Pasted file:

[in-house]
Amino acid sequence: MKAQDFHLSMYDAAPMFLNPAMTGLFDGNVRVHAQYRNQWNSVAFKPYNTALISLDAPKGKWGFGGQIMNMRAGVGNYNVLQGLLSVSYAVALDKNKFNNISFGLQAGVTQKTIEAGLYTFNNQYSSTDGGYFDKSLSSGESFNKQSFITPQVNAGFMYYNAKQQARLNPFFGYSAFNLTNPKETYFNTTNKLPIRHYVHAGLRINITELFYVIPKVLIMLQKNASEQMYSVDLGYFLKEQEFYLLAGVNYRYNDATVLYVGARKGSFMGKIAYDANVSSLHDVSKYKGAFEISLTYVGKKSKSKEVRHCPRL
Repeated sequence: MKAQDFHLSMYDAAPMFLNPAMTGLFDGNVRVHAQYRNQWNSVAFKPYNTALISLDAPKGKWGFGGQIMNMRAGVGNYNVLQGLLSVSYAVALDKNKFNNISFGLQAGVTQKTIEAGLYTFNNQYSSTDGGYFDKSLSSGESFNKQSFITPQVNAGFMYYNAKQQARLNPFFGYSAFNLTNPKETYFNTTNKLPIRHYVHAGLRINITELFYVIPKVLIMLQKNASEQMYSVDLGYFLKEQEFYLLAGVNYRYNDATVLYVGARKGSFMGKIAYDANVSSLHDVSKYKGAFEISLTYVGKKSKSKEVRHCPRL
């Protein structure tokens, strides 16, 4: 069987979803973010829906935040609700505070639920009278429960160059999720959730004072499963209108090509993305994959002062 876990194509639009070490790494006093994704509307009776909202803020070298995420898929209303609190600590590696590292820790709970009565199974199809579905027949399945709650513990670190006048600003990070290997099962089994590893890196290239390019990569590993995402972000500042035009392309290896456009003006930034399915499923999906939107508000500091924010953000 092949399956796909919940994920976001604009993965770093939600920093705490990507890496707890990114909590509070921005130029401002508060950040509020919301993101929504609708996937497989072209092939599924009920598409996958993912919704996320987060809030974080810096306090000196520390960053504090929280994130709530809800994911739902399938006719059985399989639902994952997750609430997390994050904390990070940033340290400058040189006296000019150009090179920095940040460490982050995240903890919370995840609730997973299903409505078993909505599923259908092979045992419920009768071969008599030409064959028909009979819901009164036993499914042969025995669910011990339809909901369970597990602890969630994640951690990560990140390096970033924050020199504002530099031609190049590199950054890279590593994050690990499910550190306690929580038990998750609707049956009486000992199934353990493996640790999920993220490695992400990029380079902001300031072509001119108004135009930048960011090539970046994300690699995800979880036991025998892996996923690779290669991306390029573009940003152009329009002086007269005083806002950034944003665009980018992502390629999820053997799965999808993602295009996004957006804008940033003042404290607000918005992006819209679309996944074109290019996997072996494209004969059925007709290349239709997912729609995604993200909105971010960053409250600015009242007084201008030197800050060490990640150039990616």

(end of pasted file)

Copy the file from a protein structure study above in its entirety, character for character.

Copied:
[in-house]
Amino acid sequence: MKAQDFHLSMYDAAPMFLNPAMTGLFDGNVRVHAQYRNQWNSVAFKPYNTALISLDAPKGKWGFGGQIMNMRAGVGNYNVLQGLLSVSYAVALDKNKFNNISFGLQAGVTQKTIEAGLYTFNNQYSSTDGGYFDKSLSSGESFNKQSFITPQVNAGFMYYNAKQQARLNPFFGYSAFNLTNPKETYFNTTNKLPIRHYVHAGLRINITELFYVIPKVLIMLQKNASEQMYSVDLGYFLKEQEFYLLAGVNYRYNDATVLYVGARKGSFMGKIAYDANVSSLHDVSKYKGAFEISLTYVGKKSKSKEVRHCPRL
Repeated sequence: MKAQDFHLSMYDAAPMFLNPAMTGLFDGNVRVHAQYRNQWNSVAFKPYNTALISLDAPKGKWGFGGQIMNMRAGVGNYNVLQGLLSVSYAVALDKNKFNNISFGLQAGVTQKTIEAGLYTFNNQYSSTDGGYFDKSLSSGESFNKQSFITPQVNAGFMYYNAKQQARLNPFFGYSAFNLTNPKETYFNTTNKLPIRHYVHAGLRINITELFYVIPKVLIMLQKNASEQMYSVDLGYFLKEQEFYLLAGVNYRYNDATVLYVGARKGSFMGKIAYDANVSSLHDVSKYKGAFEISLTYVGKKSKSKEVRHCPRL
């Protein structure tokens, strides 16, 4: 069987979803973010829906935040609700505070639920009278429960160059999720959730004072499963209108090509993305994959002062 876990194509639009070490790494006093994704509307009776909202803020070298995420898929209303609190600590590696590292820790709970009565199974199809579905027949399945709650513990670190006048600003990070290997099962089994590893890196290239390019990569590993995402972000500042035009392309290896456009003006930034399915499923999906939107508000500091924010953000 092949399956796909919940994920976001604009993965770093939600920093705490990507890496707890990114909590509070921005130029401002508060950040509020919301993101929504609708996937497989072209092939599924009920598409996958993912919704996320987060809030974080810096306090000196520390960053504090929280994130709530809800994911739902399938006719059985399989639902994952997750609430997390994050904390990070940033340290400058040189006296000019150009090179920095940040460490982050995240903890919370995840609730997973299903409505078993909505599923259908092979045992419920009768071969008599030409064959028909009979819901009164036993499914042969025995669910011990339809909901369970597990602890969630994640951690990560990140390096970033924050020199504002530099031609190049590199950054890279590593994050690990499910550190306690929580038990998750609707049956009486000992199934353990493996640790999920993220490695992400990029380079902001300031072509001119108004135009930048960011090539970046994300690699995800979880036991025998892996996923690779290669991306390029573009940003152009329009002086007269005083806002950034944003665009980018992502390629999820053997799965999808993602295009996004957006804008940033003042404290607000918005992006819209679309996944074109290019996997072996494209004969059925007709290349239709997912729609995604993200909105971010960053409250600015009242007084201008030197800050060490990640150039990616």